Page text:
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Steven Soderbergh's Che

The Argentine / The Guerrilla

About.com Rating 4.5 Star Rating


Steven Soderbergh's Che

Benicio del Toro as Che Guevara

IFC Films

Che without Cliche

Among all the stale mainstream formulas, is there a genre that is more played out and riddled with tired conventions than the biopic? From Amadeus to Ray, the mind-numbingly schematic checking-off of familiar beats -- inspiration, discovery, rise, disappointment, and meltdown -- somehow offer appallingly little to differentiate the diverse lives on display. With his two-part epic about the iconic revolutionary leader Ernesto "Che" Guevara, Steven Soderbergh circumvents the genre's pitfalls: his Che is free of cliche and achieves a degree of emphatic insight and sharp characterization that deserves to be called revolutionary.
Like Walter Salles's The Motorcycle Diaries, which chronicled his first youthful adventure, Che doesn't attempt to tackle the Argentine doctor's intensely cinematic life as a whole. Neatly dividing the film into two stylistically distinct parts, Soderbergh concentrates on two periods instead. Part I, The Argentine, details Che's rise as a revolutionary from his first meeting with Fidel Castro in Mexico City to the decisive Battle of Santa Clara, interspersed with black-and-white flash-forwards to his 1964 visit to New York. Shot in vivid wide-screen cinematography and set to a moving score by Alberto Iglesias, The Argentine finds a comfortable space between revolutionary procedural and old-fashioned CinemaScope combat adventure.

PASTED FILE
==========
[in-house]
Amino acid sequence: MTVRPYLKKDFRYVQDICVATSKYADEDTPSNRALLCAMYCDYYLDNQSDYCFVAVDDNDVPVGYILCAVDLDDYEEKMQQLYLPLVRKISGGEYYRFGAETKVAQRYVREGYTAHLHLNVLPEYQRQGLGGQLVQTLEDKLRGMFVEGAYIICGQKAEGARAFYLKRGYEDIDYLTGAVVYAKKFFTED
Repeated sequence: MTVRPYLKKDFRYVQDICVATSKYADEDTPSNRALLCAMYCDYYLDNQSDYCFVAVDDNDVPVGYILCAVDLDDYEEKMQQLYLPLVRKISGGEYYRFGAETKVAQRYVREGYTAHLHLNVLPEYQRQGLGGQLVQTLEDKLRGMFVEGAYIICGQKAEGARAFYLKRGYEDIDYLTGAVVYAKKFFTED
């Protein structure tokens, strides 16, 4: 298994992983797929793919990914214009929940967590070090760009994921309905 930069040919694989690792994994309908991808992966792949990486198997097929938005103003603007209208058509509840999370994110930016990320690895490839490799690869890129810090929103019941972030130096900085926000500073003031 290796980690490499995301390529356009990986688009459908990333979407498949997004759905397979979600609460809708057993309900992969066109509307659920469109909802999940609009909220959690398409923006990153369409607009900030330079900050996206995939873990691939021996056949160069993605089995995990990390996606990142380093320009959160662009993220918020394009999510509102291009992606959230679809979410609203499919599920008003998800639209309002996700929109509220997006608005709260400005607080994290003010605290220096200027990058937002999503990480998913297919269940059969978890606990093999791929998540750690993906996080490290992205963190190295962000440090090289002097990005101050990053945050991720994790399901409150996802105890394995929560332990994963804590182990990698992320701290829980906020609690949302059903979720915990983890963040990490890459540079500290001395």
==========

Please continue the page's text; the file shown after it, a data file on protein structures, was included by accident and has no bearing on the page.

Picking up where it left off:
Soderbergh skips Che's years in Castro's government and his time in the Congo and instead devotes Part II, The Guerrilla, to the doomed attempt to repeat the success of the Cuban campaign in Bolivia in 1966/67. The Guerrilla has been said to "border on a horror film," and the characterization is apt. The colors are murkier, the format is more mundane, the camera hand-held, and the mood ranges from subdued worry to all-out despair. Each film stands alone (and IFC Films plans to release them separately after brief "roadshow" engagements), but it is not until their similarities and differences start knocking against each other that sparks begin to fly and Che unfolds its full power.

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  7. Che - The Argentine - The Guerrilla - Steven Soderbergh - Benicio del Toro - Movie Review

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